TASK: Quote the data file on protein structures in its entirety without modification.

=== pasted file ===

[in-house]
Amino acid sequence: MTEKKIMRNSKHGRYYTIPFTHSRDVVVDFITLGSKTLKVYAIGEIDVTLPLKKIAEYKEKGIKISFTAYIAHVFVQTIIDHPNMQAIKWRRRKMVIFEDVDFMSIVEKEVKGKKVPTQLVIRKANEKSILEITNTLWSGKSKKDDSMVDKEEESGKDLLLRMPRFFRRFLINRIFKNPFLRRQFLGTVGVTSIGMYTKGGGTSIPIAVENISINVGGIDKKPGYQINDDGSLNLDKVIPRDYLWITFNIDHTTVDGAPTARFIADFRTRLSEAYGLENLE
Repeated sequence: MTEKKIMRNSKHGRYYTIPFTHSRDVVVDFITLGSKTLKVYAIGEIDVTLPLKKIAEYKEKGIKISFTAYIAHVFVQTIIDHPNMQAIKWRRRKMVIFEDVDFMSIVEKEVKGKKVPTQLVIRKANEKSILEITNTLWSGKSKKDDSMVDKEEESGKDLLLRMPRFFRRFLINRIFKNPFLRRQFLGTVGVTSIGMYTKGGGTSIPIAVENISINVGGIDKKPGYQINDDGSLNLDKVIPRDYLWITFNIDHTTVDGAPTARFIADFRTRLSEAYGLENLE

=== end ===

[in-house]
Amino acid sequence: MTEKKIMRNSKHGRYYTIPFTHSRDVVVDFITLGSKTLKVYAIGEIDVTLPLKKIAEYKEKGIKISFTAYIAHVFVQTIIDHPNMQAIKWRRRKMVIFEDVDFMSIVEKEVKGKKVPTQLVIRKANEKSILEITNTLWSGKSKKDDSMVDKEEESGKDLLLRMPRFFRRFLINRIFKNPFLRRQFLGTVGVTSIGMYTKGGGTSIPIAVENISINVGGIDKKPGYQINDDGSLNLDKVIPRDYLWITFNIDHTTVDGAPTARFIADFRTRLSEAYGLENLE
Repeated sequence: MTEKKIMRNSKHGRYYTIPFTHSRDVVVDFITLGSKTLKVYAIGEIDVTLPLKKIAEYKEKGIKISFTAYIAHVFVQTIIDHPNMQAIKWRRRKMVIFEDVDFMSIVEKEVKGKKVPTQLVIRKANEKSILEITNTLWSGKSKKDDSMVDKEEESGKDLLLRMPRFFRRFLINRIFKNPFLRRQFLGTVGVTSIGMYTKGGGTSIPIAVENISINVGGIDKKPGYQINDDGSLNLDKVIPRDYLWITFNIDHTTVDGAPTARFIADFRTRLSEAYGLENLE